There are many essays written about ‘Pivot’. From a nice early assessment made by Kenneth Lieberthal, The American Pivot to Asia - Why President Obama’s turn to the East is easier said than done, Foreign Policy 12/21/20111, to a latest PhD research work, The Case of the Pivot to Asia - System Effects and the Origin of Strategy, by Nicholas D. Anderson and Victor D. Cha, Professor at George Washington University and former Ambassador to South Korea (SK), Political Science Quarterly, Vol. 132, no. 4, 2017-18, one can see that there is a lot of issues concerning how the ‘Pivot’ was executed and what was accomplished. After researching these ‘pivot’ studies, I have found one article by Emanuel Pastreich, an American academic, very revealing about the intriguing intention of the ‘Pivot’ program and how the US military establishment is really in control of it. Pastreich was born in Nashville, TN, (10/16/1964), attended Lowell High School in San Francisco and began studies in Yale University and obtained a B.A. degree in Chinese (1987, during college he also studied abroad at Taiwan University), then obtained a M.A. degree in comparative literature from Tokyo University (1991, dissertation in Japanese language) and completed his PhD in East Asian Studies from Harvard University (1998). So Pastreich is an American scholar with a deep understanding of Asia.
It is necessary to go into Dr. Pastreich’s background to appreciate his views on the U.S. foreign policy on Asia. Academically, he served as assistant professor at the University of Illinois at Urbana–Champaign, George Washington University, and Solbridge International School of Business. He is currently an associate professor at the College of International Studies, Kyung Hee University. Previously he served as an international relations and foreign investment adviser to the governor of Chungnam Province (2007-2008), SK, as an external relations adviser at the Daedeok Innopolis research cluster, and was appointed to serve on the committee for city administration (2010-2011) and for foreign investment (2009-2010) for the city of Daejeon. Pastreich also served previously as the Director of the KORUS House (2005-2007), a think tank for international relations housed in the Korean Embassy in Washington D.C., and as the editor-in-chief of Dynamic Korea, a journal of the Korean Foreign Ministry that introduces Korean culture and society. Prof. Pastreich is no doubt an expert on Asian affairs well versed in Asian languages and having working experience in SK, Japan and Taiwan, Asian allies of the U.S.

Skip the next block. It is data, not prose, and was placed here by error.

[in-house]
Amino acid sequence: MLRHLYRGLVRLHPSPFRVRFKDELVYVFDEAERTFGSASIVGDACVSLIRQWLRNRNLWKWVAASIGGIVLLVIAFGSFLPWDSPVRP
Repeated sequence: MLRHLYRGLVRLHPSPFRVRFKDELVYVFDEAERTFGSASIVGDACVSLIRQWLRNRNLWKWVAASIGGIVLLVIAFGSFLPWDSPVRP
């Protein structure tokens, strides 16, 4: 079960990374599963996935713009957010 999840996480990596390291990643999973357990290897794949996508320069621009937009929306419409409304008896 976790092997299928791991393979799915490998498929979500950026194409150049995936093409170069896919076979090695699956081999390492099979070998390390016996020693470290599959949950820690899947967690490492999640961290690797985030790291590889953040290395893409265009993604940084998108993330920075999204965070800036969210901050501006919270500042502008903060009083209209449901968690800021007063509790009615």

Recently, Professor Pastreich published a lengthy opinion in the Korea Times (5/12/2018), entitled, From the Prison Cells of Guantanamo Bay to Embassy in Seoul - Harry Harris, the rise of an American warlord. His opinion is certainly very explicit in criticizing the inappropriateness of appointing General Harris as the ambassador to SK, while NK and SK are attempting to make peace and the U.S. is trying to negotiate with NK for denuclearization. But more importantly, his arguments for against Harris’s appointment touch upon the strategy of ‘Pivot’ and who is guiding it into a wrong path. In my analysis, Pastreich had made an astute observation and his opinion deserves US mainstream media coverage and clarification as well as our serious reflection. Thus, after presenting a brief history of ‘Pivot’ and Professor Pastreich’s scholarly background above, I am ready to use the next column to discuss Prof. Pastreich’s essay in detail. The arguments against and the inappropriateness of General Harry Harris’s appointment as ambassador to SK (after Australians expressed displeasure to his appointment as Ambassador to Australia), a detailed account of General Harris’s Navy career rising like a warlord (including his role as the Commander of Quantanamo Prison Camp and rapid promotions to become the Commander of Pacific Command) and what factional groups existing in the U.S. military will be discussed, analyzed and interpreted in relation to the U.S. ‘Pivot to Asia’ policy as part II.